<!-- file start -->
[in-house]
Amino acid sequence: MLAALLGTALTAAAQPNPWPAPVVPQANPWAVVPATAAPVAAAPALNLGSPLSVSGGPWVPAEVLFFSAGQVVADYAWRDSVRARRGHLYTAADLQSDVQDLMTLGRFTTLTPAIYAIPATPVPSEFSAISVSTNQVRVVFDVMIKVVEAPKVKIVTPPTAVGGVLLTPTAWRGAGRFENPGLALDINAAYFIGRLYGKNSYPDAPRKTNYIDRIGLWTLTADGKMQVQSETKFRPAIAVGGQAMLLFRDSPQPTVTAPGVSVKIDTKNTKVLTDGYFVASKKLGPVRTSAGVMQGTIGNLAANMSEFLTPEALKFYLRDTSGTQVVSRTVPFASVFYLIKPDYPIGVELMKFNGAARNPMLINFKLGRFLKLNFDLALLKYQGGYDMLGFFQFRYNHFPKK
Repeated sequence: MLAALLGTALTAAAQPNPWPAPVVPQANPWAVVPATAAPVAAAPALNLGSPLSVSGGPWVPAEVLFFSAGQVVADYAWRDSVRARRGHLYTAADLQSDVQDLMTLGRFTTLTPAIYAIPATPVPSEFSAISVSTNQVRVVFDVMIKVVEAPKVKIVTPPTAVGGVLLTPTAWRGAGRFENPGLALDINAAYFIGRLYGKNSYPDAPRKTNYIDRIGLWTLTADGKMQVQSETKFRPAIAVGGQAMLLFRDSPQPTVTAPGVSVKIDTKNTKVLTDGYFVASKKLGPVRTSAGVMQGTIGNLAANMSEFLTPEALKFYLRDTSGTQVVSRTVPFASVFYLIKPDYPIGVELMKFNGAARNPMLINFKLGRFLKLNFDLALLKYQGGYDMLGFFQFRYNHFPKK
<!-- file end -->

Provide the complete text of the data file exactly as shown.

[in-house]
Amino acid sequence: MLAALLGTALTAAAQPNPWPAPVVPQANPWAVVPATAAPVAAAPALNLGSPLSVSGGPWVPAEVLFFSAGQVVADYAWRDSVRARRGHLYTAADLQSDVQDLMTLGRFTTLTPAIYAIPATPVPSEFSAISVSTNQVRVVFDVMIKVVEAPKVKIVTPPTAVGGVLLTPTAWRGAGRFENPGLALDINAAYFIGRLYGKNSYPDAPRKTNYIDRIGLWTLTADGKMQVQSETKFRPAIAVGGQAMLLFRDSPQPTVTAPGVSVKIDTKNTKVLTDGYFVASKKLGPVRTSAGVMQGTIGNLAANMSEFLTPEALKFYLRDTSGTQVVSRTVPFASVFYLIKPDYPIGVELMKFNGAARNPMLINFKLGRFLKLNFDLALLKYQGGYDMLGFFQFRYNHFPKK
Repeated sequence: MLAALLGTALTAAAQPNPWPAPVVPQANPWAVVPATAAPVAAAPALNLGSPLSVSGGPWVPAEVLFFSAGQVVADYAWRDSVRARRGHLYTAADLQSDVQDLMTLGRFTTLTPAIYAIPATPVPSEFSAISVSTNQVRVVFDVMIKVVEAPKVKIVTPPTAVGGVLLTPTAWRGAGRFENPGLALDINAAYFIGRLYGKNSYPDAPRKTNYIDRIGLWTLTADGKMQVQSETKFRPAIAVGGQAMLLFRDSPQPTVTAPGVSVKIDTKNTKVLTDGYFVASKKLGPVRTSAGVMQGTIGNLAANMSEFLTPEALKFYLRDTSGTQVVSRTVPFASVFYLIKPDYPIGVELMKFNGAARNPMLINFKLGRFLKLNFDLALLKYQGGYDMLGFFQFRYNHFPKK